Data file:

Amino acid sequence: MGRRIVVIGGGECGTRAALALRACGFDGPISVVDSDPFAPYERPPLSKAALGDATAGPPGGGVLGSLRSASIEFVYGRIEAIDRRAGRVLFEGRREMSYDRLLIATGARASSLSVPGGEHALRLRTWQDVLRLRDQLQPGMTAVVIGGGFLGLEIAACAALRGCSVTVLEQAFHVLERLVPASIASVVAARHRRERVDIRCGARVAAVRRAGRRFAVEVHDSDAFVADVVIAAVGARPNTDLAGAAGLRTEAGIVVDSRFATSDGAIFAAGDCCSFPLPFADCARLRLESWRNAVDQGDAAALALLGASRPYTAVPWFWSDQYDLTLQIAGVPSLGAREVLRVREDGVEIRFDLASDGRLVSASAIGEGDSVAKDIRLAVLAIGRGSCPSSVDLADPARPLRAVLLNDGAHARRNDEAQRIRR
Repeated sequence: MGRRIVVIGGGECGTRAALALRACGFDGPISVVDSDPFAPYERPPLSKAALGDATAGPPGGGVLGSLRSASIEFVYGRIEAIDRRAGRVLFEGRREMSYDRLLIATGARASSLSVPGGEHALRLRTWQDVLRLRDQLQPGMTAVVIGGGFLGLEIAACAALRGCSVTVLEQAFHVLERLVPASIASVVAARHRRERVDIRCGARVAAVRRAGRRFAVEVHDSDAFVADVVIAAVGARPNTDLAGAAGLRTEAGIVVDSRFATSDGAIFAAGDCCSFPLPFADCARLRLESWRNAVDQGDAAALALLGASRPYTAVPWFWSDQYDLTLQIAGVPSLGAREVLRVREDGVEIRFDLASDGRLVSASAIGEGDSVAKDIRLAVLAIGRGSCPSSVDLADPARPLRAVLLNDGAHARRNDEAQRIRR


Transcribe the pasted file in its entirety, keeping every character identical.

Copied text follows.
Amino acid sequence: MGRRIVVIGGGECGTRAALALRACGFDGPISVVDSDPFAPYERPPLSKAALGDATAGPPGGGVLGSLRSASIEFVYGRIEAIDRRAGRVLFEGRREMSYDRLLIATGARASSLSVPGGEHALRLRTWQDVLRLRDQLQPGMTAVVIGGGFLGLEIAACAALRGCSVTVLEQAFHVLERLVPASIASVVAARHRRERVDIRCGARVAAVRRAGRRFAVEVHDSDAFVADVVIAAVGARPNTDLAGAAGLRTEAGIVVDSRFATSDGAIFAAGDCCSFPLPFADCARLRLESWRNAVDQGDAAALALLGASRPYTAVPWFWSDQYDLTLQIAGVPSLGAREVLRVREDGVEIRFDLASDGRLVSASAIGEGDSVAKDIRLAVLAIGRGSCPSSVDLADPARPLRAVLLNDGAHARRNDEAQRIRR
Repeated sequence: MGRRIVVIGGGECGTRAALALRACGFDGPISVVDSDPFAPYERPPLSKAALGDATAGPPGGGVLGSLRSASIEFVYGRIEAIDRRAGRVLFEGRREMSYDRLLIATGARASSLSVPGGEHALRLRTWQDVLRLRDQLQPGMTAVVIGGGFLGLEIAACAALRGCSVTVLEQAFHVLERLVPASIASVVAARHRRERVDIRCGARVAAVRRAGRRFAVEVHDSDAFVADVVIAAVGARPNTDLAGAAGLRTEAGIVVDSRFATSDGAIFAAGDCCSFPLPFADCARLRLESWRNAVDQGDAAALALLGASRPYTAVPWFWSDQYDLTLQIAGVPSLGAREVLRVREDGVEIRFDLASDGRLVSASAIGEGDSVAKDIRLAVLAIGRGSCPSSVDLADPARPLRAVLLNDGAHARRNDEAQRIRR